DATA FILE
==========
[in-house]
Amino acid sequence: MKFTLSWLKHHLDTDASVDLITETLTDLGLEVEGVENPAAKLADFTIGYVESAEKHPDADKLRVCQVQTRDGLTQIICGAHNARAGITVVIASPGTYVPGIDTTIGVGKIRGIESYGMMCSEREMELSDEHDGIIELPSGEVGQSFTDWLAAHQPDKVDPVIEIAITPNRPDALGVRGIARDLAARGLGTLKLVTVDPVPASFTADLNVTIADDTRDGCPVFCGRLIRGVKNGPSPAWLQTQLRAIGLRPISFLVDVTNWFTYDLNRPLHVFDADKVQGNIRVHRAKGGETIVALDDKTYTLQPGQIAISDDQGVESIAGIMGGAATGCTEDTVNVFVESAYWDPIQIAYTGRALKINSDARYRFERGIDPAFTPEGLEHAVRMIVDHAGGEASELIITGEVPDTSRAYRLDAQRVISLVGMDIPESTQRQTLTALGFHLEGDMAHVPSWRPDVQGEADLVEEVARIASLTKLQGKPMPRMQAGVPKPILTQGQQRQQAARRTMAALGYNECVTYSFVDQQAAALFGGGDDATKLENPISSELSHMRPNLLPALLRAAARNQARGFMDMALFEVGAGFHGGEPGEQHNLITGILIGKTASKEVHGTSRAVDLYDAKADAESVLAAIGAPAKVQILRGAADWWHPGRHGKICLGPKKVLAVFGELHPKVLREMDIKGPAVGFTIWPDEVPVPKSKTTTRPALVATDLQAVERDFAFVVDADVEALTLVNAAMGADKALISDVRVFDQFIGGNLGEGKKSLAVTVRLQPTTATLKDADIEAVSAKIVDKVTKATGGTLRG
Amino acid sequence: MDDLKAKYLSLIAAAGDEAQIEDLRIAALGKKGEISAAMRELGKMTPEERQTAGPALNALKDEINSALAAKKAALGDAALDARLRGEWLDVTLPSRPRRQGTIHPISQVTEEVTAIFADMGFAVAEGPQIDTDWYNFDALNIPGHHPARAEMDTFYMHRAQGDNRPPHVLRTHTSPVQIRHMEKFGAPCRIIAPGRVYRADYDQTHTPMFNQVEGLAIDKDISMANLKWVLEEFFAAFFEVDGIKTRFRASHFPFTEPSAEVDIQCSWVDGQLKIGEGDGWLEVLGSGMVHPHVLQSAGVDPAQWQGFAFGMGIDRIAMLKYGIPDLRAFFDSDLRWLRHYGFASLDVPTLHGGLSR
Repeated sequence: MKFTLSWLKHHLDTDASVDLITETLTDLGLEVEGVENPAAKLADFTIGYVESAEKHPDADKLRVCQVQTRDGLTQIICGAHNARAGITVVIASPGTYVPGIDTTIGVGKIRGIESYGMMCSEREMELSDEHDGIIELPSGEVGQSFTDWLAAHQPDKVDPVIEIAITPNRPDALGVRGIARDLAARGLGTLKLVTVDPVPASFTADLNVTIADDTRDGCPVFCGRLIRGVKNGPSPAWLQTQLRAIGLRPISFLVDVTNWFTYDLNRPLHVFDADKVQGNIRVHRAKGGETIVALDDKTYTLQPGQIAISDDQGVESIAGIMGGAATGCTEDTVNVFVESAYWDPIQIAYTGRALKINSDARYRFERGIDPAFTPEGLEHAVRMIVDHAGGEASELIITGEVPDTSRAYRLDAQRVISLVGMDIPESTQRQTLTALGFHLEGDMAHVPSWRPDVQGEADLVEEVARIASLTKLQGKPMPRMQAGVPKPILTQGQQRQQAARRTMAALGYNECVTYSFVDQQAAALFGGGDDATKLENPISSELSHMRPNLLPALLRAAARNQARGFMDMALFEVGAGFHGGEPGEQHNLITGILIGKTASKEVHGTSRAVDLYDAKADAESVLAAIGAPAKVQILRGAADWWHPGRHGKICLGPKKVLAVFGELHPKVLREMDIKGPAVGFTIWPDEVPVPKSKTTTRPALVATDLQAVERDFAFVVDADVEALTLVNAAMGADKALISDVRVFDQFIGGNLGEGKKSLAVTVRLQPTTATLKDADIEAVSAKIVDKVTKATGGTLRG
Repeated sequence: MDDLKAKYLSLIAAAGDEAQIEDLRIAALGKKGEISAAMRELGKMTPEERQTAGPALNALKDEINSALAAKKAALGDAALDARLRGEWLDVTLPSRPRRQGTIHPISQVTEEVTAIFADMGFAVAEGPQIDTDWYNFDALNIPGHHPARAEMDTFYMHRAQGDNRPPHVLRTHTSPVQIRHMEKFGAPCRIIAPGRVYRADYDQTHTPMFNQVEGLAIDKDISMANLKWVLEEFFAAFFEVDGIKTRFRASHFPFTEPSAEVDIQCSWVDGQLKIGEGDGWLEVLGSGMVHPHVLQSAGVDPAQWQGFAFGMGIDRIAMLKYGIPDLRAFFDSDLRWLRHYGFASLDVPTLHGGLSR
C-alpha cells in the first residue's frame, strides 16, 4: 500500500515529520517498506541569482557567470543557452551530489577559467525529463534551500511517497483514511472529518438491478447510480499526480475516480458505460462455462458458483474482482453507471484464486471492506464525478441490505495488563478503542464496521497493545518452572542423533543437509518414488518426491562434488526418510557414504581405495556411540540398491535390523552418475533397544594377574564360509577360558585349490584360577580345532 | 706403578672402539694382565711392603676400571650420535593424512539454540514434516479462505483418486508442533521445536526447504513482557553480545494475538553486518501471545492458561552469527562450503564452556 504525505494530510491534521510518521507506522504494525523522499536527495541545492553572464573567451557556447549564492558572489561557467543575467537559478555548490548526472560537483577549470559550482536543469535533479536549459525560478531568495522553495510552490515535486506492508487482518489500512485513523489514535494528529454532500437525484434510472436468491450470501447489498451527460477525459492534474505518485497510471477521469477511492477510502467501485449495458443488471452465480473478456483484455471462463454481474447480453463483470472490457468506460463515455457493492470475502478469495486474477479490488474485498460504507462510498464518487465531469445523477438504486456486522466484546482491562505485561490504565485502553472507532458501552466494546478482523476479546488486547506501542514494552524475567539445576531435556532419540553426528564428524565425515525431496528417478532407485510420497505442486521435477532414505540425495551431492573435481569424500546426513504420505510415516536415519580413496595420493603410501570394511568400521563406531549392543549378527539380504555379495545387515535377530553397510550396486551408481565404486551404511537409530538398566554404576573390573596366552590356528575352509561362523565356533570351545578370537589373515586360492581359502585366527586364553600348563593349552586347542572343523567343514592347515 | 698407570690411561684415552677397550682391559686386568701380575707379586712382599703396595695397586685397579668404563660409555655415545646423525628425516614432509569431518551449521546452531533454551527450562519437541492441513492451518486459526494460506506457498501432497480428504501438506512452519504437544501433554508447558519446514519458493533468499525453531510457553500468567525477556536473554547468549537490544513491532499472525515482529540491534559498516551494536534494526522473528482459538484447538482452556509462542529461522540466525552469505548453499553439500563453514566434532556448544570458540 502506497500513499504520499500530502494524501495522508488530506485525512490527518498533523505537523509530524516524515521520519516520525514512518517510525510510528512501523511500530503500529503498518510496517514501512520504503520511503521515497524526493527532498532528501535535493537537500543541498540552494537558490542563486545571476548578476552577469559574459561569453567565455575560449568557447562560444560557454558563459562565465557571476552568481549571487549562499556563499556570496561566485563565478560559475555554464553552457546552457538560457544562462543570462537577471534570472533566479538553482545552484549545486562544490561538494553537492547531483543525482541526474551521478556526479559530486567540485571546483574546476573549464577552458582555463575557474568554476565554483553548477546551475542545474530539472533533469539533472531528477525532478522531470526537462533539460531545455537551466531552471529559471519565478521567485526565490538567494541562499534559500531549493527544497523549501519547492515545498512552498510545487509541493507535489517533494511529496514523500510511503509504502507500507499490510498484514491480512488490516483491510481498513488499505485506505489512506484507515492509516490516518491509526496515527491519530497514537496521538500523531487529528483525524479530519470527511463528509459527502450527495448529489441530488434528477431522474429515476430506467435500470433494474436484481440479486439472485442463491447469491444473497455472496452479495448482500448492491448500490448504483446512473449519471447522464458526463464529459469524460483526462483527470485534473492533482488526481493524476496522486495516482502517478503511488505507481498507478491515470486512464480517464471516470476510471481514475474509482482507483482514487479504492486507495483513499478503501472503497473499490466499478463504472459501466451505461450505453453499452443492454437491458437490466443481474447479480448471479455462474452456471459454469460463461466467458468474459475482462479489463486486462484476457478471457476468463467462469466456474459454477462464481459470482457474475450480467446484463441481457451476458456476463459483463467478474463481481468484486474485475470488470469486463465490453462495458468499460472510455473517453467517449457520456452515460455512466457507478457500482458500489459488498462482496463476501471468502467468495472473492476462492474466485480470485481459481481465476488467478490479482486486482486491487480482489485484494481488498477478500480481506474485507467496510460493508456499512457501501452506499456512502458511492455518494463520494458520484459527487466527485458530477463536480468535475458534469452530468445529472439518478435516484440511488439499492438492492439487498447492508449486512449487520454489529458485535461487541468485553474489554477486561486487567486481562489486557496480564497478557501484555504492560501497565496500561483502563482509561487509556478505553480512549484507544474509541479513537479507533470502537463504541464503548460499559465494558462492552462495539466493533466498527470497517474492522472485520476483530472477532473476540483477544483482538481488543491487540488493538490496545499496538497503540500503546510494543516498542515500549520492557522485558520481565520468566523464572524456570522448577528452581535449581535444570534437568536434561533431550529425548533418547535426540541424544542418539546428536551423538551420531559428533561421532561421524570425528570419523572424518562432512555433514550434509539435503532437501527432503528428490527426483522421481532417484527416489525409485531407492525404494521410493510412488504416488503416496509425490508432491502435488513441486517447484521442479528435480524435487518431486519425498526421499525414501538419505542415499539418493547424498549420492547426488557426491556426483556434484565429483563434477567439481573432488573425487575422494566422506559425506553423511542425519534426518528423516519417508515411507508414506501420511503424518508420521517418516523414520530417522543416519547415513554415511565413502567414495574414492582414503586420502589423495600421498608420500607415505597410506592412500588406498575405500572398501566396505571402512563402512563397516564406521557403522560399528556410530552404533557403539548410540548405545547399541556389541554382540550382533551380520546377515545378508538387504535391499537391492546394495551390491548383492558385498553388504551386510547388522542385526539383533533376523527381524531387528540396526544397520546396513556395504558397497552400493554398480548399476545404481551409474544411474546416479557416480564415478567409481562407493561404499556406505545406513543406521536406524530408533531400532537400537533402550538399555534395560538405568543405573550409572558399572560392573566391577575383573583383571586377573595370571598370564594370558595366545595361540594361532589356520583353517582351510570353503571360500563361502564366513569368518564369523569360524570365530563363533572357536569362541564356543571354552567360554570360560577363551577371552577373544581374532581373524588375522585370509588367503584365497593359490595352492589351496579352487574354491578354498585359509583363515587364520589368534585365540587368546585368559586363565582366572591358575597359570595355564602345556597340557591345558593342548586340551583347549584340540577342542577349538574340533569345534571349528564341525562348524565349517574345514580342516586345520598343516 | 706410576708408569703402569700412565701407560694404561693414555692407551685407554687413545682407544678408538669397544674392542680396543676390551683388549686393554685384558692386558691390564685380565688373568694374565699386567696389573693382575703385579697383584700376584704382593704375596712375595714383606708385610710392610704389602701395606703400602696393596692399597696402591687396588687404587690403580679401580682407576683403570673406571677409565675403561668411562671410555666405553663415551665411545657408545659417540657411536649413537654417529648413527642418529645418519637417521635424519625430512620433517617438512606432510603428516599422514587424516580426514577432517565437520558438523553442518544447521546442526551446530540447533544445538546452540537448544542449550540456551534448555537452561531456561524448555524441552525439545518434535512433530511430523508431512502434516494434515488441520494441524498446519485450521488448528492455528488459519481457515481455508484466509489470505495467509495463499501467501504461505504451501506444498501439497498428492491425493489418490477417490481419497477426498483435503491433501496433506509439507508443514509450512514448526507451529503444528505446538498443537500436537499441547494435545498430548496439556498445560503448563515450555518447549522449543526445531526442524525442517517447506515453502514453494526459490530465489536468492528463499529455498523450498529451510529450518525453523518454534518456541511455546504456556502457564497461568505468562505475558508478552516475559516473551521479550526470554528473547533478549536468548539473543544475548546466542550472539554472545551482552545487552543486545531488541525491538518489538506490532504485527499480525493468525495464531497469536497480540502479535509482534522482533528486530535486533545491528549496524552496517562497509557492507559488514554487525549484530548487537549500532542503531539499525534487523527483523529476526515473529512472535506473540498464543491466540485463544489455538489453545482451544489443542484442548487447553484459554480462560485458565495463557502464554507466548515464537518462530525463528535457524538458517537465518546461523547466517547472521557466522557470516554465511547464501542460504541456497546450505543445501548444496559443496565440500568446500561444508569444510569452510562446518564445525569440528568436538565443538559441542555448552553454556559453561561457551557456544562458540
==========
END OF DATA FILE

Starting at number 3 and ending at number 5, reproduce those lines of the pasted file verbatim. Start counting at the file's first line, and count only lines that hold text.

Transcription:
Amino acid sequence: MDDLKAKYLSLIAAAGDEAQIEDLRIAALGKKGEISAAMRELGKMTPEERQTAGPALNALKDEINSALAAKKAALGDAALDARLRGEWLDVTLPSRPRRQGTIHPISQVTEEVTAIFADMGFAVAEGPQIDTDWYNFDALNIPGHHPARAEMDTFYMHRAQGDNRPPHVLRTHTSPVQIRHMEKFGAPCRIIAPGRVYRADYDQTHTPMFNQVEGLAIDKDISMANLKWVLEEFFAAFFEVDGIKTRFRASHFPFTEPSAEVDIQCSWVDGQLKIGEGDGWLEVLGSGMVHPHVLQSAGVDPAQWQGFAFGMGIDRIAMLKYGIPDLRAFFDSDLRWLRHYGFASLDVPTLHGGLSR
Repeated sequence: MKFTLSWLKHHLDTDASVDLITETLTDLGLEVEGVENPAAKLADFTIGYVESAEKHPDADKLRVCQVQTRDGLTQIICGAHNARAGITVVIASPGTYVPGIDTTIGVGKIRGIESYGMMCSEREMELSDEHDGIIELPSGEVGQSFTDWLAAHQPDKVDPVIEIAITPNRPDALGVRGIARDLAARGLGTLKLVTVDPVPASFTADLNVTIADDTRDGCPVFCGRLIRGVKNGPSPAWLQTQLRAIGLRPISFLVDVTNWFTYDLNRPLHVFDADKVQGNIRVHRAKGGETIVALDDKTYTLQPGQIAISDDQGVESIAGIMGGAATGCTEDTVNVFVESAYWDPIQIAYTGRALKINSDARYRFERGIDPAFTPEGLEHAVRMIVDHAGGEASELIITGEVPDTSRAYRLDAQRVISLVGMDIPESTQRQTLTALGFHLEGDMAHVPSWRPDVQGEADLVEEVARIASLTKLQGKPMPRMQAGVPKPILTQGQQRQQAARRTMAALGYNECVTYSFVDQQAAALFGGGDDATKLENPISSELSHMRPNLLPALLRAAARNQARGFMDMALFEVGAGFHGGEPGEQHNLITGILIGKTASKEVHGTSRAVDLYDAKADAESVLAAIGAPAKVQILRGAADWWHPGRHGKICLGPKKVLAVFGELHPKVLREMDIKGPAVGFTIWPDEVPVPKSKTTTRPALVATDLQAVERDFAFVVDADVEALTLVNAAMGADKALISDVRVFDQFIGGNLGEGKKSLAVTVRLQPTTATLKDADIEAVSAKIVDKVTKATGGTLRG
Repeated sequence: MDDLKAKYLSLIAAAGDEAQIEDLRIAALGKKGEISAAMRELGKMTPEERQTAGPALNALKDEINSALAAKKAALGDAALDARLRGEWLDVTLPSRPRRQGTIHPISQVTEEVTAIFADMGFAVAEGPQIDTDWYNFDALNIPGHHPARAEMDTFYMHRAQGDNRPPHVLRTHTSPVQIRHMEKFGAPCRIIAPGRVYRADYDQTHTPMFNQVEGLAIDKDISMANLKWVLEEFFAAFFEVDGIKTRFRASHFPFTEPSAEVDIQCSWVDGQLKIGEGDGWLEVLGSGMVHPHVLQSAGVDPAQWQGFAFGMGIDRIAMLKYGIPDLRAFFDSDLRWLRHYGFASLDVPTLHGGLSR